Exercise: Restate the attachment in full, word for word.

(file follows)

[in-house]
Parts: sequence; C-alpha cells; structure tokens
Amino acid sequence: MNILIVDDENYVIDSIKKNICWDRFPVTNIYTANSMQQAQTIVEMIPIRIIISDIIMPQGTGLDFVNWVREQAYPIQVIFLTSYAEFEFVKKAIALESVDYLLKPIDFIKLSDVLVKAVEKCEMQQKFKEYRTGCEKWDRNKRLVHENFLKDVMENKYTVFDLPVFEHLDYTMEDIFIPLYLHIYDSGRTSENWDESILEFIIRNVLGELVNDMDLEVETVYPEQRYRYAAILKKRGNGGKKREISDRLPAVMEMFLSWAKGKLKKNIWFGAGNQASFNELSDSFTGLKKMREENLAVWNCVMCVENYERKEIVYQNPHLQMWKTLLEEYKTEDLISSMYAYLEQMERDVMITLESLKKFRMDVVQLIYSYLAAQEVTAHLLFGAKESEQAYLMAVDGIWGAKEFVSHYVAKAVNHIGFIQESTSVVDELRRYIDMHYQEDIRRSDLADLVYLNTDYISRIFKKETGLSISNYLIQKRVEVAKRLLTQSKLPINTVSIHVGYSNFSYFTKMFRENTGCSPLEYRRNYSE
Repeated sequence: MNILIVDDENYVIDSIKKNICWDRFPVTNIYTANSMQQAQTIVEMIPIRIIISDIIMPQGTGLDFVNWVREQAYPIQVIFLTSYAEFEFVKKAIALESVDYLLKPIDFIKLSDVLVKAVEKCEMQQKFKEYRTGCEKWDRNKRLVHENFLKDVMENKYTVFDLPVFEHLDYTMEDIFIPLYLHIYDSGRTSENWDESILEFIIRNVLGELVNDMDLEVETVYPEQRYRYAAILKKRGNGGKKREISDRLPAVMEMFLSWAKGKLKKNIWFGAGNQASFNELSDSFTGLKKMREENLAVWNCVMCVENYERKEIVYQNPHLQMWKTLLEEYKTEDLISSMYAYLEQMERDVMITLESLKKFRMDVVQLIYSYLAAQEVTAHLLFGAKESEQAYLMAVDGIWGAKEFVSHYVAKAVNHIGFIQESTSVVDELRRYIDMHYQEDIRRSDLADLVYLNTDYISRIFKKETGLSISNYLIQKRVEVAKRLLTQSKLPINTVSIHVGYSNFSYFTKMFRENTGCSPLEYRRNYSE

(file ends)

[in-house]
Parts: sequence; C-alpha cells; structure tokens
Amino acid sequence: MNILIVDDENYVIDSIKKNICWDRFPVTNIYTANSMQQAQTIVEMIPIRIIISDIIMPQGTGLDFVNWVREQAYPIQVIFLTSYAEFEFVKKAIALESVDYLLKPIDFIKLSDVLVKAVEKCEMQQKFKEYRTGCEKWDRNKRLVHENFLKDVMENKYTVFDLPVFEHLDYTMEDIFIPLYLHIYDSGRTSENWDESILEFIIRNVLGELVNDMDLEVETVYPEQRYRYAAILKKRGNGGKKREISDRLPAVMEMFLSWAKGKLKKNIWFGAGNQASFNELSDSFTGLKKMREENLAVWNCVMCVENYERKEIVYQNPHLQMWKTLLEEYKTEDLISSMYAYLEQMERDVMITLESLKKFRMDVVQLIYSYLAAQEVTAHLLFGAKESEQAYLMAVDGIWGAKEFVSHYVAKAVNHIGFIQESTSVVDELRRYIDMHYQEDIRRSDLADLVYLNTDYISRIFKKETGLSISNYLIQKRVEVAKRLLTQSKLPINTVSIHVGYSNFSYFTKMFRENTGCSPLEYRRNYSE
Repeated sequence: MNILIVDDENYVIDSIKKNICWDRFPVTNIYTANSMQQAQTIVEMIPIRIIISDIIMPQGTGLDFVNWVREQAYPIQVIFLTSYAEFEFVKKAIALESVDYLLKPIDFIKLSDVLVKAVEKCEMQQKFKEYRTGCEKWDRNKRLVHENFLKDVMENKYTVFDLPVFEHLDYTMEDIFIPLYLHIYDSGRTSENWDESILEFIIRNVLGELVNDMDLEVETVYPEQRYRYAAILKKRGNGGKKREISDRLPAVMEMFLSWAKGKLKKNIWFGAGNQASFNELSDSFTGLKKMREENLAVWNCVMCVENYERKEIVYQNPHLQMWKTLLEEYKTEDLISSMYAYLEQMERDVMITLESLKKFRMDVVQLIYSYLAAQEVTAHLLFGAKESEQAYLMAVDGIWGAKEFVSHYVAKAVNHIGFIQESTSVVDELRRYIDMHYQEDIRRSDLADLVYLNTDYISRIFKKETGLSISNYLIQKRVEVAKRLLTQSKLPINTVSIHVGYSNFSYFTKMFRENTGCSPLEYRRNYSE